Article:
We live in the age of big DNA data. Scientists are eagerly sequencing millions of human genomes in the hopes of gleaning information that will revolutionize health care as we know it, from targeted cancer therapies to personalized drugs that will work according to your own genetic makeup.
There’s a big problem, however: the data we have is too white. The vast majority of participants in worldwide genomics research are of European descent. This disparity could potentially leave out minorities from benefitting from the windfall of precision medicine. “It’s hard to tailor treatments for people’s unique needs, if the people who are suffering from those diseases aren’t included in the studies,” explains Jacquelyn Taylor, associate professor in nursing who researches health equity at New York University.
That’s about to change with the “All of Us” initiative, an ambitious health research endeavor by the National Institutes of Health that launches in May. Originally created in 2015 under President Obama as the Precision Medicine Initiative, the project aims to collect data from at least 1 million people of all ages, races, sexual identities, income and education levels. Volunteers will be asked to donate their DNA, complete health surveys and wear fitness and blood pressure trackers to offer clues about the interplay of their stats, their genetics and their environment.
By embracing—and actively seeking out—more minorities in research, the project hopes to give more accurate data about the overall population and fix a long-time discrepancy that has real health impacts. Case in point: African-Americans have the highest prevalence of hypertension of any other group in the United States—about 45 percent, compared to 33 percent on average for whites, says Taylor. “Yet the treatments and standard of care were based on studies of middle-aged white males,” she says.
Currently, there are some 50 large-scale genomics research studies around the world that involve at least 100,000 people, according to remarks by NIH Director Francis Collins at the World Economic Forum in Davos, Switzerland earlier this year. Yet an influential 2016 paper in the journal Nature found that 87 percent of participants in worldwide genomics research were of European descent.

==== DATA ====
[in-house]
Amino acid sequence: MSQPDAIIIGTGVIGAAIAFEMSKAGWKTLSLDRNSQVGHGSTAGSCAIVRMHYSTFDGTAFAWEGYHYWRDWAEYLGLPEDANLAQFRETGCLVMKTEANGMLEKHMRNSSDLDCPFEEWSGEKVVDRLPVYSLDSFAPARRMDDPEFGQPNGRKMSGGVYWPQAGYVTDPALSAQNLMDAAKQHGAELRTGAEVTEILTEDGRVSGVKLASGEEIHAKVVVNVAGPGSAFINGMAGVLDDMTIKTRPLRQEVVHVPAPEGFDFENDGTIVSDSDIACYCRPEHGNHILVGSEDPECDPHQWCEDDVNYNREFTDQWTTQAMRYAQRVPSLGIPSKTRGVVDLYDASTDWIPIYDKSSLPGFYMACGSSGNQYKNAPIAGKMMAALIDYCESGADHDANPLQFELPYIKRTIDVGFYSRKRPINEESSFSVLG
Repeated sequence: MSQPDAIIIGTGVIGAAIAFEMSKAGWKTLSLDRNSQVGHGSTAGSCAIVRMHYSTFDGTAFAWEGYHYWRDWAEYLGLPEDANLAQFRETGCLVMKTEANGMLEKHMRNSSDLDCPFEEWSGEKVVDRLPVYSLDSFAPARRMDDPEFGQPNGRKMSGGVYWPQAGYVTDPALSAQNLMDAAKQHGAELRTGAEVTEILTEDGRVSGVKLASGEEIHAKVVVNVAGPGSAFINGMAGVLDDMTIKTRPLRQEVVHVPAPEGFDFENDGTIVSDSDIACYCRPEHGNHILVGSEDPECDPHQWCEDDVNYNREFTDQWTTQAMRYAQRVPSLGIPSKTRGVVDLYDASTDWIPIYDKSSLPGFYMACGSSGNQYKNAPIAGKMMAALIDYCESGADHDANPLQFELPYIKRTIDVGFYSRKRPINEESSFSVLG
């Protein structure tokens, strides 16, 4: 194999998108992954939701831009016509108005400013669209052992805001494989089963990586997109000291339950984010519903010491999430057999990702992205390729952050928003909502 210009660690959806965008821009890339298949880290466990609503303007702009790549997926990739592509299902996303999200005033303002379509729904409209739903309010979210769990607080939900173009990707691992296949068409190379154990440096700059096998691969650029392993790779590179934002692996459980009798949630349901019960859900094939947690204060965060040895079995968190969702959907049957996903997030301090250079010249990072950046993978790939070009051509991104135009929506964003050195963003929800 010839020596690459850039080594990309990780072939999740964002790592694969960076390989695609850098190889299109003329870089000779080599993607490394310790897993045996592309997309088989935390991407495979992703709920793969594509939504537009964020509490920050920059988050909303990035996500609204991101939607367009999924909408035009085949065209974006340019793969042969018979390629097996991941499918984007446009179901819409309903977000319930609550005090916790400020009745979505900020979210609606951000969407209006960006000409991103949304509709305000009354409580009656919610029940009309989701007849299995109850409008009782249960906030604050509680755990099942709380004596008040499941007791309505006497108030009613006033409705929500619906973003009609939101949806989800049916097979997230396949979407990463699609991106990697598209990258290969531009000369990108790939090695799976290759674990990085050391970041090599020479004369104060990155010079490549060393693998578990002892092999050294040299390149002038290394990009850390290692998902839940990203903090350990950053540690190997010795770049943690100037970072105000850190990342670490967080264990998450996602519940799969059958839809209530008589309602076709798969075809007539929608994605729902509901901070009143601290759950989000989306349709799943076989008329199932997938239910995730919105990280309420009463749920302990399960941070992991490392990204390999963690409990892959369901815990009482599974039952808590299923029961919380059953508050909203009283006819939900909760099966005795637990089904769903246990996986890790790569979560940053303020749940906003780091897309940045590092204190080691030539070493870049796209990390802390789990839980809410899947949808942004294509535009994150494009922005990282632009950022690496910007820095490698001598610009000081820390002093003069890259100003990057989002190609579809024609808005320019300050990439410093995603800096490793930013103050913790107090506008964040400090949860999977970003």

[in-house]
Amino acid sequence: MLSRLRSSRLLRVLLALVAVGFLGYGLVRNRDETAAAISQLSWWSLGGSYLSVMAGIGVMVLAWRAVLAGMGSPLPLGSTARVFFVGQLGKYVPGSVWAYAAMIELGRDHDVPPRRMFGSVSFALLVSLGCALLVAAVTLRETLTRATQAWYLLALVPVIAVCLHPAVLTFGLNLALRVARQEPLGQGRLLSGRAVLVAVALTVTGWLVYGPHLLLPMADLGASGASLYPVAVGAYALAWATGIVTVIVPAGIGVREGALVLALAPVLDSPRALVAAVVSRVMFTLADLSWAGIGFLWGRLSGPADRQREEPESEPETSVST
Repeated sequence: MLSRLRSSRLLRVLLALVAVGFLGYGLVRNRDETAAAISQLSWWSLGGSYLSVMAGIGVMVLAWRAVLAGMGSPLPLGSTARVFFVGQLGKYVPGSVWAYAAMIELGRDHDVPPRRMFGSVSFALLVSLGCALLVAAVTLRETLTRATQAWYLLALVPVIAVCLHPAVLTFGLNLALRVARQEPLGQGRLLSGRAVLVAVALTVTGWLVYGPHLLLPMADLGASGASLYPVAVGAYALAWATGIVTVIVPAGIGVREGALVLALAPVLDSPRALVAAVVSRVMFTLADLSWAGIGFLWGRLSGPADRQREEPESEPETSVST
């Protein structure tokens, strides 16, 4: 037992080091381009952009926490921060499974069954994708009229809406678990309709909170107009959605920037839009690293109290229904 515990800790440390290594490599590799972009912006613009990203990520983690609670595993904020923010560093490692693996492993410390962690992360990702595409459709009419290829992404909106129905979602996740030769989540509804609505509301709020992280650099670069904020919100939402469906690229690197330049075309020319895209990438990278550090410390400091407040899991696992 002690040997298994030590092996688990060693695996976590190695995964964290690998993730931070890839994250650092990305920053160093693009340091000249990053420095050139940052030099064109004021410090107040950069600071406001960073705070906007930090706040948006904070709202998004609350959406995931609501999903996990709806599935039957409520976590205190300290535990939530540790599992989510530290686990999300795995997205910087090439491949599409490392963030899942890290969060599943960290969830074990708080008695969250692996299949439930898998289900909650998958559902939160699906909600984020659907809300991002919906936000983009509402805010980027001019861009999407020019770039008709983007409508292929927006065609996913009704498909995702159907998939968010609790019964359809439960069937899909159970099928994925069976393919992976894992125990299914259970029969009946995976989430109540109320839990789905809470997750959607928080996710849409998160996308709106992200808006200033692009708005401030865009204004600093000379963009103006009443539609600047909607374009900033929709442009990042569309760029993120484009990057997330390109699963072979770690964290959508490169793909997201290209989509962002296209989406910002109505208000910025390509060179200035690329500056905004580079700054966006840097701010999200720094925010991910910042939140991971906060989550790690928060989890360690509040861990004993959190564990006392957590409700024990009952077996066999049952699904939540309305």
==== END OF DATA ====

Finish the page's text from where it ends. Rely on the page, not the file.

Experts say the lack of diversity is especially alarming in the era of personalized medicine. In order to deliver healthcare recommendations tailored to individuals, researchers need to better understand the biology of your ancestry and ethnicity. If your genetic background isn’t represented in the biobank, you could potentially miss out on certain cures. In other words, you want to make sure they’re using the right answer key to grade your final exam.
“It might be that the Alzheimer’s allele shows up in people of European ancestry, but not as frequently in people of African ancestry or that prostate cancer is unusually aggressive only in people of African descent,” says Eric Topol, director of the Scripps Translational Science Institute and a principal investigator for "All of Us" in San Diego. “But you need to study millions of people to fully understand these associations. The technology is continuing to scale, but that’s not what’s holding us back,” says Topol. “It’s the number and diversity of people.”